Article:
Rising behind the 12th-century Church of San Pietro extra moenia (outside the walls) is Monteluco, the sacred woods of the Romans, protected by the 3rd-2nd-century B.C. law, Lex Luci Spoletina which forbade the cutting of its trees. Still respected, this law is considered Italy’s first forestry law.
And what a backdrop for one of the most stunning Romanesque churches in all of Umbria:
A church had already been built here in the 5th-century on site of an early Christian cemetery – and before that, a pre-Roman necropolis. The 13th-century church facade is lavishly decorated with some of the most outstanding sculptural work in the Romanesque style in all of the region of Umbria:
The previous church of the 5th-centurry dedicated to St. Peter is attributed to Bishop Achilleus of Spoleto, and it is said that the church housed a precious relic: a piece of one of the chains bounding St. Peter which he brought to Spoleto from Rome.
So Spoleto has its own version of the famous Roman church, San Pietro in Vincoli.
The majestic facade of the Spoleto church miraculously survived the 14th-century church fire set by the Ghibelline faction (those supporting imperial power in opposition to the Guelfs who supported the Papacy).
The church was rebuilt in the late 14th and 15th-centuries and the simple late Baroque interior dates to the 17th-century.
But if you visit this church, not to worry if closed: the splendor is on the facade.
The main portal is crowned with a Cosmatesque mosaic lunette with Cosmatesque swirls to the left and right surmounted by eagles.
Intertwining vines of foliage surrounded the door, symbolizing medieval man’s hopes for everlasting life:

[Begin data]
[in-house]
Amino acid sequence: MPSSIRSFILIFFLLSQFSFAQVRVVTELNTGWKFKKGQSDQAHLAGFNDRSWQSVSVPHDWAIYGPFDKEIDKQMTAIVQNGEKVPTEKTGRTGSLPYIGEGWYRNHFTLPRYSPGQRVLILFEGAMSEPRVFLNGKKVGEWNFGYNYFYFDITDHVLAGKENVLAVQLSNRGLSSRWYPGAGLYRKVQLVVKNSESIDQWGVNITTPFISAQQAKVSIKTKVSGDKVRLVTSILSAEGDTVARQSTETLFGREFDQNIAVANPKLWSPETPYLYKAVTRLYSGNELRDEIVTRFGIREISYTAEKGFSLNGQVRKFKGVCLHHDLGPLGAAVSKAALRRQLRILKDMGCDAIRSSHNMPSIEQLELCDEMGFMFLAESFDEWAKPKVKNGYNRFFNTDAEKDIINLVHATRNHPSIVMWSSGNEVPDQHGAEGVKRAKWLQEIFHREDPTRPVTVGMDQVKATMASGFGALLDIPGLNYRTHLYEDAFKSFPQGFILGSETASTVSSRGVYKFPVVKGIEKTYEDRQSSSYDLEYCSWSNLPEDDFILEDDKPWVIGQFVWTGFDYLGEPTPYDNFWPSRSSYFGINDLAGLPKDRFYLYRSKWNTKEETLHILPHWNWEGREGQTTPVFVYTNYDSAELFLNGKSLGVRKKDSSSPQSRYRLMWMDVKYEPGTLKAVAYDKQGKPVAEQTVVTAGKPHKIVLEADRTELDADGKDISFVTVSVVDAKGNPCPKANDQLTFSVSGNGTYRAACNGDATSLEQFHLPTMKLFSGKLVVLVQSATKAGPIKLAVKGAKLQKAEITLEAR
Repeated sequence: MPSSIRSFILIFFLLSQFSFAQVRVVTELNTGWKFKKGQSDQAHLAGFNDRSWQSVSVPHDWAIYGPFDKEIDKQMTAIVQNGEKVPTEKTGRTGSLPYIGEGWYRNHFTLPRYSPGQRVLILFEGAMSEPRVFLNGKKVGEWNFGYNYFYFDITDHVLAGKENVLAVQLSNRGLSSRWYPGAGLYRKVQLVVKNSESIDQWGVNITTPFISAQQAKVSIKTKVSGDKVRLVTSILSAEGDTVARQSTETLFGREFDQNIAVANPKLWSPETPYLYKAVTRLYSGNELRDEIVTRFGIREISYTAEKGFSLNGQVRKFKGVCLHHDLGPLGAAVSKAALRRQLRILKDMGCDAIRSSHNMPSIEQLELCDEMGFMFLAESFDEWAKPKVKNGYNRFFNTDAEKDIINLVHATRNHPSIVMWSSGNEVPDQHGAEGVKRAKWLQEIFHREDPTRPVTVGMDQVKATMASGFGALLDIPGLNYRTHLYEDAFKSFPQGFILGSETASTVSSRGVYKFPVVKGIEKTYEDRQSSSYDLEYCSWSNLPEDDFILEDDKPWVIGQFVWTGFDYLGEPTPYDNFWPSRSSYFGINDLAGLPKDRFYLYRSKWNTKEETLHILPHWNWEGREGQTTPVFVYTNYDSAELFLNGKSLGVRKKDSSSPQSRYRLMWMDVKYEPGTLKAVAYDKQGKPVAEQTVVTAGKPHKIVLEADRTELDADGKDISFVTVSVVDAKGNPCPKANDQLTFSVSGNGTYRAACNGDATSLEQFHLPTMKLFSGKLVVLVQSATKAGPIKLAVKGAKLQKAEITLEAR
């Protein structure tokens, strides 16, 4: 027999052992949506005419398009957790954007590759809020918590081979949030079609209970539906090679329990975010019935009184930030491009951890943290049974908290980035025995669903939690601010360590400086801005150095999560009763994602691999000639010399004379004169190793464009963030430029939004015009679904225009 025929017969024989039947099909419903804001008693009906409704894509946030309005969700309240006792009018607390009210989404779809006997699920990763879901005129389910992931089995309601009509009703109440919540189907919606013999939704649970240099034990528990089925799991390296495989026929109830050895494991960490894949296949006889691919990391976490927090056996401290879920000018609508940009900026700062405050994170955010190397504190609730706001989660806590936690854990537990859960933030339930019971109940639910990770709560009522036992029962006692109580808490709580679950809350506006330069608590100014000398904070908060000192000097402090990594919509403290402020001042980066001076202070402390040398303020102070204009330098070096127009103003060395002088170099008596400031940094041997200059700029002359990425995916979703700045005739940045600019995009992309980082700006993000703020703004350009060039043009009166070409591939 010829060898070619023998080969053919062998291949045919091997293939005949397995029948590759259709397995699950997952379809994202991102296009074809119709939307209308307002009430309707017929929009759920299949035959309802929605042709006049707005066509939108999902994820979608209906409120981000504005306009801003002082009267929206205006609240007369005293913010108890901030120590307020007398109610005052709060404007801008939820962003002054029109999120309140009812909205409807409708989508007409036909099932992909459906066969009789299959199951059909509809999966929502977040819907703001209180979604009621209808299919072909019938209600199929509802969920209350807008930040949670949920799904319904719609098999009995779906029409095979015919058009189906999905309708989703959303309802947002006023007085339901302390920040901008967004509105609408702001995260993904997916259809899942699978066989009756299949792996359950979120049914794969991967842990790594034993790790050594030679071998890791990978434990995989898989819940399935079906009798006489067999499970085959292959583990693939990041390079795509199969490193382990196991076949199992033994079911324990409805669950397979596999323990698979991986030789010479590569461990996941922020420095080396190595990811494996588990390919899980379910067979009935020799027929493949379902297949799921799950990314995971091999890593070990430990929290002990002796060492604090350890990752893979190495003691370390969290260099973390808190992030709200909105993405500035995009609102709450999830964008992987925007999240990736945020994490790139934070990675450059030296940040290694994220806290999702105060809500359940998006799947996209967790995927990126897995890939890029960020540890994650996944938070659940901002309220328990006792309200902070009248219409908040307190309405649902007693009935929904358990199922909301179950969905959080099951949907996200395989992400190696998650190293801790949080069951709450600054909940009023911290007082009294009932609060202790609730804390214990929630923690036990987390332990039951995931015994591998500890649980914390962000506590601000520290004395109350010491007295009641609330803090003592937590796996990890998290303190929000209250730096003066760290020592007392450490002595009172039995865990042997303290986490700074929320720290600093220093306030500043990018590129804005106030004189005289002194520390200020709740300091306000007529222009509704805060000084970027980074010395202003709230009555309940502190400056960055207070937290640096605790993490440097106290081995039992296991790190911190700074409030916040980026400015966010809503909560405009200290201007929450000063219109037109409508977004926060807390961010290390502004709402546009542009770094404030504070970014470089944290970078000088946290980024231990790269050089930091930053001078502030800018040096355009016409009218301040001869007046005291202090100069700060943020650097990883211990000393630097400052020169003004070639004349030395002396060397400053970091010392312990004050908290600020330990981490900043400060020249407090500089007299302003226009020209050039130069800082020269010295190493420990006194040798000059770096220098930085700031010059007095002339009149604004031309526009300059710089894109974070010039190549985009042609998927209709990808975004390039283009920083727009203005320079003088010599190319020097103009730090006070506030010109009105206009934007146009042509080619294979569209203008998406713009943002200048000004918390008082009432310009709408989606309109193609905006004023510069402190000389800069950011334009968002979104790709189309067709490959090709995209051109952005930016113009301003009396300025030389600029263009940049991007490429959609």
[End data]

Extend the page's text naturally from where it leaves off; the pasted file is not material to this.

On a recent visit – not our first by any means! – Pino and I spent a good amount of time studying the details of the reliefs, many of them depicting allegorical images and tales, also taken from the medieval bestiaries
– and others representing daily tasks of medieval life, such as plowing the fields with oxen:
As the church is dedicated to him, St. Peter is depicted in various sculpted reliefs. To the right of the lunette, the upper relief shows Christ washing the feet of Peter:
The relief below that depicts the calling of the fishermen, St. Peter and St. Andrew, by Christ:.
To the left of the lunette, St. Peter saves the soul of a dead man. In the upper relief, we see Peter seated with the keys, his iconographic symbol and to the right and still holding the keys, he releases the dead man who had been tied to his bed. St. Michael the Archangel acts as judge, weighing the dead man’s soul.
The man is admitted to Heaven much to the fury of the devil who tries to grab the scales in the relief below. The devil holds a scroll bearing the words, DOLEO Q(VIA) AN(TE) E(RAT) MEVS, “I suffer because he was once mine”; that is, the man’s soul was bound for hell before salvation by Saint Peter.
Heaven awaits him now.
And heavenly is that facade of San Pietro: every sculpted relief. Sublime Romanesque.
Click here to read about – and see!- Spoleto’s 14th-c. Papal fortress
Read about the splendid Cathedral of Spoleto